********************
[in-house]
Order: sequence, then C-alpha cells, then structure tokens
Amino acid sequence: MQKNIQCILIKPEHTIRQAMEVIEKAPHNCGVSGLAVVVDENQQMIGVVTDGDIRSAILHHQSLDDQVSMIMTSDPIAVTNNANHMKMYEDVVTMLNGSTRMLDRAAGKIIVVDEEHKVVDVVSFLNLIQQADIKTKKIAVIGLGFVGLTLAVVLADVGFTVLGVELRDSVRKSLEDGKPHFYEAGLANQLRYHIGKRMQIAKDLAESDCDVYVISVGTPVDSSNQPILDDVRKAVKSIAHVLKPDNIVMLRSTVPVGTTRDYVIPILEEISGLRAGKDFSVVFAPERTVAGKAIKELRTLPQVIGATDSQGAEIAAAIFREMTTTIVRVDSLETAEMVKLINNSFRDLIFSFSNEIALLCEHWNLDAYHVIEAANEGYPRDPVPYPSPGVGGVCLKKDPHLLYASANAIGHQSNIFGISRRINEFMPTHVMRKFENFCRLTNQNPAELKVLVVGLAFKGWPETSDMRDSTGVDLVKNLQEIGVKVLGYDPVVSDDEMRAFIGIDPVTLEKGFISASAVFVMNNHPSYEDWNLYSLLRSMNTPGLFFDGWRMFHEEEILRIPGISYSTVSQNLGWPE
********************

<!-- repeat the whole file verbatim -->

[in-house]
Order: sequence, then C-alpha cells, then structure tokens
Amino acid sequence: MQKNIQCILIKPEHTIRQAMEVIEKAPHNCGVSGLAVVVDENQQMIGVVTDGDIRSAILHHQSLDDQVSMIMTSDPIAVTNNANHMKMYEDVVTMLNGSTRMLDRAAGKIIVVDEEHKVVDVVSFLNLIQQADIKTKKIAVIGLGFVGLTLAVVLADVGFTVLGVELRDSVRKSLEDGKPHFYEAGLANQLRYHIGKRMQIAKDLAESDCDVYVISVGTPVDSSNQPILDDVRKAVKSIAHVLKPDNIVMLRSTVPVGTTRDYVIPILEEISGLRAGKDFSVVFAPERTVAGKAIKELRTLPQVIGATDSQGAEIAAAIFREMTTTIVRVDSLETAEMVKLINNSFRDLIFSFSNEIALLCEHWNLDAYHVIEAANEGYPRDPVPYPSPGVGGVCLKKDPHLLYASANAIGHQSNIFGISRRINEFMPTHVMRKFENFCRLTNQNPAELKVLVVGLAFKGWPETSDMRDSTGVDLVKNLQEIGVKVLGYDPVVSDDEMRAFIGIDPVTLEKGFISASAVFVMNNHPSYEDWNLYSLLRSMNTPGLFFDGWRMFHEEEILRIPGISYSTVSQNLGWPE